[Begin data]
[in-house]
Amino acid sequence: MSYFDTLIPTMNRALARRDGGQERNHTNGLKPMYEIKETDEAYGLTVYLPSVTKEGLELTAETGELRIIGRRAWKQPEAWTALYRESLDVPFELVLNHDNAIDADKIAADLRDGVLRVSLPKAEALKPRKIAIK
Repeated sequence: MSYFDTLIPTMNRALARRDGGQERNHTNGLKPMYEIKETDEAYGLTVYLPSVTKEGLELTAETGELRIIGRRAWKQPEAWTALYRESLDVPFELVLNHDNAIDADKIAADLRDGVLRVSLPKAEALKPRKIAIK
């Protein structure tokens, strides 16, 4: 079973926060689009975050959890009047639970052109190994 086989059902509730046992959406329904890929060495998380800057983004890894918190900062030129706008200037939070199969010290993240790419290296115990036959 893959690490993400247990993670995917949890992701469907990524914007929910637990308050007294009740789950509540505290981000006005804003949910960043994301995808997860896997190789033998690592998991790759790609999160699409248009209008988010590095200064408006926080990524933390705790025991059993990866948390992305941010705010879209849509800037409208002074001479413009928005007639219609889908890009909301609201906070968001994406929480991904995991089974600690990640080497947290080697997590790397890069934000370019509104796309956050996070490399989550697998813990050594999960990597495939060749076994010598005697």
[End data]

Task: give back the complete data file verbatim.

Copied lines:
[in-house]
Amino acid sequence: MSYFDTLIPTMNRALARRDGGQERNHTNGLKPMYEIKETDEAYGLTVYLPSVTKEGLELTAETGELRIIGRRAWKQPEAWTALYRESLDVPFELVLNHDNAIDADKIAADLRDGVLRVSLPKAEALKPRKIAIK
Repeated sequence: MSYFDTLIPTMNRALARRDGGQERNHTNGLKPMYEIKETDEAYGLTVYLPSVTKEGLELTAETGELRIIGRRAWKQPEAWTALYRESLDVPFELVLNHDNAIDADKIAADLRDGVLRVSLPKAEALKPRKIAIK
């Protein structure tokens, strides 16, 4: 079973926060689009975050959890009047639970052109190994 086989059902509730046992959406329904890929060495998380800057983004890894918190900062030129706008200037939070199969010290993240790419290296115990036959 893959690490993400247990993670995917949890992701469907990524914007929910637990308050007294009740789950509540505290981000006005804003949910960043994301995808997860896997190789033998690592998991790759790609999160699409248009209008988010590095200064408006926080990524933390705790025991059993990866948390992305941010705010879209849509800037409208002074001479413009928005007639219609889908890009909301609201906070968001994406929480991904995991089974600690990640080497947290080697997590790397890069934000370019509104796309956050996070490399989550697998813990050594999960990597495939060749076994010598005697």